By Sarah Helm
From an award-winning journalist comes this real-life cloak-and-dagger story of Vera Atkins, certainly one of Britain’s foremost mystery brokers in the course of international battle II.
As the top of the French element of the British specific Operations government, Vera Atkins recruited, knowledgeable, and mentored distinct operatives whose task was once to prepare and arm the resistance in Nazi-occupied France. After the conflict, Atkins courageously devoted herself to a deadly look for twelve of her such a lot adored girls spies who had long past lacking in motion. Drawing on formerly unavailable assets, Sarah Helm chronicles Atkins’s remarkable existence and her singular trip throughout the chaos of post-war Europe. Brimming with intrigue, heroics, honor, and the horrors of warfare, A existence in Secrets is the tale of a grand, elusive lady and a journey de strength of investigative journalism.
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Extra resources for A Life in Secrets: Vera Atkins and the Missing Agents of WWII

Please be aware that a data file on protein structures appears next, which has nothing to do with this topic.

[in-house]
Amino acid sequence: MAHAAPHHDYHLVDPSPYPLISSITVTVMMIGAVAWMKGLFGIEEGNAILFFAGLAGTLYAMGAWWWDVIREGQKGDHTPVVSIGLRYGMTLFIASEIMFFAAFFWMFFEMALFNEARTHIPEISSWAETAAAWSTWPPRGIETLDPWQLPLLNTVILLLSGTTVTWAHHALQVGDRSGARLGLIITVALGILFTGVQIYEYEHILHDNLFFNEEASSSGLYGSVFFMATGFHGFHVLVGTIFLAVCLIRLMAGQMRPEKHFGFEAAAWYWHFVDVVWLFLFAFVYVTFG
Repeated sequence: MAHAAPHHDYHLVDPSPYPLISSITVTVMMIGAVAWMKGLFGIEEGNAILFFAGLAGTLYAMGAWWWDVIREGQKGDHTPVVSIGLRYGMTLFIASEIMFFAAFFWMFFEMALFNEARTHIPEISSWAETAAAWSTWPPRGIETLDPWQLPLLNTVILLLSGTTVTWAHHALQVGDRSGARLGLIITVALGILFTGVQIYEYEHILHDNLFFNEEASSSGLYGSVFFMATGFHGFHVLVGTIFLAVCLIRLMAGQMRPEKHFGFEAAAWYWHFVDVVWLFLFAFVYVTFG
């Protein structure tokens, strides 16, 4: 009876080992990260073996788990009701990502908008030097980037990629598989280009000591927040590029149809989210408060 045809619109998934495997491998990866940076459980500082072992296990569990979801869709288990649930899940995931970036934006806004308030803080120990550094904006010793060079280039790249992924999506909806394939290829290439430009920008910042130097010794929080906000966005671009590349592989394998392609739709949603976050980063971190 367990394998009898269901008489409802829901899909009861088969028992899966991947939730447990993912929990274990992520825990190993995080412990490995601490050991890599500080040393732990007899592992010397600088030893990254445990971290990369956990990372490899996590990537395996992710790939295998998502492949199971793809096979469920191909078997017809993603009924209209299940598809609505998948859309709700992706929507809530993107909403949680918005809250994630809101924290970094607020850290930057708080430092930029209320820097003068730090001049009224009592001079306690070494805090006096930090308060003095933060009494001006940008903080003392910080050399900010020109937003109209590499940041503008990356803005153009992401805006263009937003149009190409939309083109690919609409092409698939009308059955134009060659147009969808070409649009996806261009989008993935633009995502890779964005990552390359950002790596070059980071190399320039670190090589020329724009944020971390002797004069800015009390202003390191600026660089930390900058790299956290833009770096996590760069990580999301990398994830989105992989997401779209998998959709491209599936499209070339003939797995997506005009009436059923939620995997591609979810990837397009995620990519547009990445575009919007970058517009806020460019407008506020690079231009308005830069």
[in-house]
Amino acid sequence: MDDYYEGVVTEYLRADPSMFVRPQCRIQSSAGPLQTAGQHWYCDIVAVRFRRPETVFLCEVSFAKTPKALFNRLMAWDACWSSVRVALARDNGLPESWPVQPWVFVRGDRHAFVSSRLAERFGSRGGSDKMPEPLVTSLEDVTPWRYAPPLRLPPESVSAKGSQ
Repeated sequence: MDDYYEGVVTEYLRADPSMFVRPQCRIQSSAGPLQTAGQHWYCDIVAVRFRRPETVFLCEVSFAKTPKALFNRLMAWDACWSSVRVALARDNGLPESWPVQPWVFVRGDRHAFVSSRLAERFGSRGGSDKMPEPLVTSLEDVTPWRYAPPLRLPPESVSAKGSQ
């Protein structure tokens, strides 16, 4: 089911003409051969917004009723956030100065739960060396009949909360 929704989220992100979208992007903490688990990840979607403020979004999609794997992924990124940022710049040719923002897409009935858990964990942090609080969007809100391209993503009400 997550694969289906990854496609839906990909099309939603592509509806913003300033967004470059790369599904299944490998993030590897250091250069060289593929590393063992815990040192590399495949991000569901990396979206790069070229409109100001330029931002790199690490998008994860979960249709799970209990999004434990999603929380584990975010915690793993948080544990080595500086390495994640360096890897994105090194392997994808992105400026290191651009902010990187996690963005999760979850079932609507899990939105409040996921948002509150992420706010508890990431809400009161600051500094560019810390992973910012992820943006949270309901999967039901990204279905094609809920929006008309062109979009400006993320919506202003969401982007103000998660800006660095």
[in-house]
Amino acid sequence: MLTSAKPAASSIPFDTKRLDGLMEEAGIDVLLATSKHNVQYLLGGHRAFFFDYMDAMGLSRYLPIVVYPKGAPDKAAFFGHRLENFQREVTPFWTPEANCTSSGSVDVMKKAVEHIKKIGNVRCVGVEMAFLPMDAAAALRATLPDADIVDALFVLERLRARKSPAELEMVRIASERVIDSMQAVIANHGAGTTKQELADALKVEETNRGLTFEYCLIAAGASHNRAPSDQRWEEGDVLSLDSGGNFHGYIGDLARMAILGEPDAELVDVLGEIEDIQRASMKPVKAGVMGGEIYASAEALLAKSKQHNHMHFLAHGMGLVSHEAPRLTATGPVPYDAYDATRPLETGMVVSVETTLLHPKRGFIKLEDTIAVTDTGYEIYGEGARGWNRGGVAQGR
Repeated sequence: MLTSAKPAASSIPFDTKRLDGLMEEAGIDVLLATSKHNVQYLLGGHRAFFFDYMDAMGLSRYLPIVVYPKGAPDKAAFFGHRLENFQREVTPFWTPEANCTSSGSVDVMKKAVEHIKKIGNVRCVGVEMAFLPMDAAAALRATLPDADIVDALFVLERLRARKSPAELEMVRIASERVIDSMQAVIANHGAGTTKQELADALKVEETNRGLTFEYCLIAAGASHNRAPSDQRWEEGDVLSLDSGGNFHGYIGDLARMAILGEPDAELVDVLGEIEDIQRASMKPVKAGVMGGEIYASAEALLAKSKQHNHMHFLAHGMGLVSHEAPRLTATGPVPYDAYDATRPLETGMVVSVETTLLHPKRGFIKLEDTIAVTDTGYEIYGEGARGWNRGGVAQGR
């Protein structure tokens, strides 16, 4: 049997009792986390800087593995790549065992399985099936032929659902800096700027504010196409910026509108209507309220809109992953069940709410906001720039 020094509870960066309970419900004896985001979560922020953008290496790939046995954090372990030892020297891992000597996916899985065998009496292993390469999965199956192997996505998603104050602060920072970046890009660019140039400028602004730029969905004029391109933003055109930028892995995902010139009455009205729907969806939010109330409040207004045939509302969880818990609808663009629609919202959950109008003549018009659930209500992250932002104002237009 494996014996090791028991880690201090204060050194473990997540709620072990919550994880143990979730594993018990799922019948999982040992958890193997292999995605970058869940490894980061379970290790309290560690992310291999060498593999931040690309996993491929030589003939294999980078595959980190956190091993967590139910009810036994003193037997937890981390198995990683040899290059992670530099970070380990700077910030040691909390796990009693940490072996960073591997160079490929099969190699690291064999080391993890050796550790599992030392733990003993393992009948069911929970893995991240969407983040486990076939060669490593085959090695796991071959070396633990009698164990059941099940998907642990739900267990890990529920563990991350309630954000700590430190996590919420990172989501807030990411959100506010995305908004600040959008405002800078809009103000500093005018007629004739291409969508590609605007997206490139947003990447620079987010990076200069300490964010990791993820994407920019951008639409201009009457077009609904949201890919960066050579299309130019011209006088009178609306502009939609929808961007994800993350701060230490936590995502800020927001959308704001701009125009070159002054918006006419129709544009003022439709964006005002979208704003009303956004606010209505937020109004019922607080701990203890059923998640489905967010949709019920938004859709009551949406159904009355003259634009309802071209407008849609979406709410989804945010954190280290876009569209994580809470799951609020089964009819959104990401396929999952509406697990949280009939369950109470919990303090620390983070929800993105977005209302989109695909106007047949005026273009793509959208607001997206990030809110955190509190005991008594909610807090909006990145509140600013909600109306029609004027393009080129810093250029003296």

Perhaps I was not quite what the video intercom had led her to expect. Now ushering me inside, she stooped somewhat and leant heavily on a stick. As she turned to lead the way, I found myself staring at a perfect roll of white-grey hair, tucked under at the nape of her long neck. Vera Atkins was a woman who had preserved her good looks remarkably well, and at nearly ninety she was still almost pretty. Tall despite the stoop and poised despite the wobble, she led the way into the large entrance hall, where a portrait of her hung on the wall.
You might find it in anyone. You just don't know where to look. Their motivations were all different. Many women made good couriers or had worked in coding and had fingers like pianists—they made good radio operators. They might be artists or fashion designers. Why not? They had to be self-reliant, of course. Physical appearance was important. They were all attractive women. ” I asked, mentioning the woman wireless operator whose story I had always found most compelling. Noor Inayat Khan, alias Madeleine, had worked with Prosper, the biggest F Section circuit.
Furthermore, Nora had a special bond with her elder brother, Vilayat. By early May, when the decision was taken to send Nora to France, Vera's concerns had been allayed, but just as final preparations for the agent's departure were beginning, her anxieties were once again aroused. In midmonth Nora parted from her family in London for the last time. She had been staying at a country house in Buckinghamshire, a place where agents had a final chance to adjust to their new identities and consider their missions before departure.